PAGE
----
You will recall that in Kotlin, when the last parameter of a function is a lambda function, this function can be taken out of the (). This is why you see no () in Kotlin and you see them in Java. Not only that, if you look carefully, you will see that the lambda function named script is declared to have LedgerDSL as its receiver. Thanks to its receiver, this means that inside this lambda function, you have access to all the functions of LedgerDSL, such as transaction without any this. or ledger., as you would need in Java.

If this is not already the case, you can press Alt-Enter to get IntelliJ's contextual suggestions:

IntelliJ's contextual suggestions
IntelliJ's contextual suggestions

After which it hints at this:

IntelliJ's hints of this
IntelliJ's hints of this

The same tricks apply to transaction and its "inner" part output.

So there you have it, Kotlin syntactic sugar helps us build transactions succinctly in what seems to be like a DSL (Domain Specific Language).

Notice another syntactic help courtesy of Kotlin, using what is called Implementation by Delegation. Here, LedgerDSL delegates its implementation of LedgerDSLInterpreter<TransactionDSLInterpreter> to the constructor argument named interpreter. Kotlin dispenses with the boiler plate that would have you reimplement all the LedgerDSLInterpreter functions just to wrap the interpreter's functions.

Let's step out of the rabbit hole.

Tests on the flow

Setup

You learned earlier that flows can be checkpointed to disk. Checkpointing to disk is not something that Java does on its own. In this case, this is done with the help of Quasar's Java agent. In a nutshell, what a Java agent does is run before your code and, most likely, modify your code.

A deployed Corda system is already configured to run Quasar's agent. However, with tests, you rely on IntelliJ, on Gradle, or on your CI server, to run a JVM separate from any knowledge of how Corda operates.

If you configured IntelliJ to use Gradle for build and test, as advised in a previous chapter, then Gradle takes care of applying the Quasar agent before running the tests.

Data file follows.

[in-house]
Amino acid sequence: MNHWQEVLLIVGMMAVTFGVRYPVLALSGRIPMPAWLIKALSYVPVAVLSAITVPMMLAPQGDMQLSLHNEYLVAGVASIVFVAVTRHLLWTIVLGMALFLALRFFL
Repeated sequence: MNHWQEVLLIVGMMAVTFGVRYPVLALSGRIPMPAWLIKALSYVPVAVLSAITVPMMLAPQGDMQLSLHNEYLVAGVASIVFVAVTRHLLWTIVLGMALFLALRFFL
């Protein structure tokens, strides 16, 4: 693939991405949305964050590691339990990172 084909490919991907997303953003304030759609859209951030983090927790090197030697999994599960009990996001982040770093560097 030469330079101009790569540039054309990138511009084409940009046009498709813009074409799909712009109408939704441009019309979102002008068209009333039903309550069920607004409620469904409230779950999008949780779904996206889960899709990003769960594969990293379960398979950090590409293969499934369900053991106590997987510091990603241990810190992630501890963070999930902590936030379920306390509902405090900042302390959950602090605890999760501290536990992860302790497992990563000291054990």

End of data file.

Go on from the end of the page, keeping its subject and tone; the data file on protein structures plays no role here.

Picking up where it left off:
Walk-through

After that, when you review the content of the tests, it is easy to discern the intent. The setup mocks a Corda network, creates test parties, registers flows and flushes the network of all messages once.

Then the first flowRejectsInvalidIOUs test initiates a flow and once again flushes the network. Here, you may want to make it easier for the test to not pass. You expect a failure immediately because the error will be detected in the initiating flow. So you could replace network.runNetwork() with network.runNetwork(1).

On the other hand, for the second test, signedTransactionReturnedByTheFlowIsSignedByTheInitiator , you would need to give network.runNetwork(7) for the test not to time out. This gives you an idea of the back and forth going on here.

Quickly have a look too at the use of Kotlin's lateinit modifier, which lets you declare a variable without initial value, when you know you are going to define it before it is first used; and fail hard if you omitted it. And note the use of node.transaction to wrap some actions on the SQL database and avoid this kind of error:

java.lang.IllegalStateException: Was not expecting to find existing database transaction on current strand when setting database: Thread[main,5,main], net.corda.nodeapi.internal.persistence.DatabaseTransaction@10874b79

The rest of the tests, you shall find out:

  • Check that the flow created:
    • The intended transaction.
    • The intended output.
    • The intended signatures.
  • Check that the flow saved it all into the vault.

Conclusion

You now know what tests on a contract and on a flow look like, and what they test. Perhaps you learned a bit about Kotlin's syntax.

In the next chapter, you will step away from the code and think about design.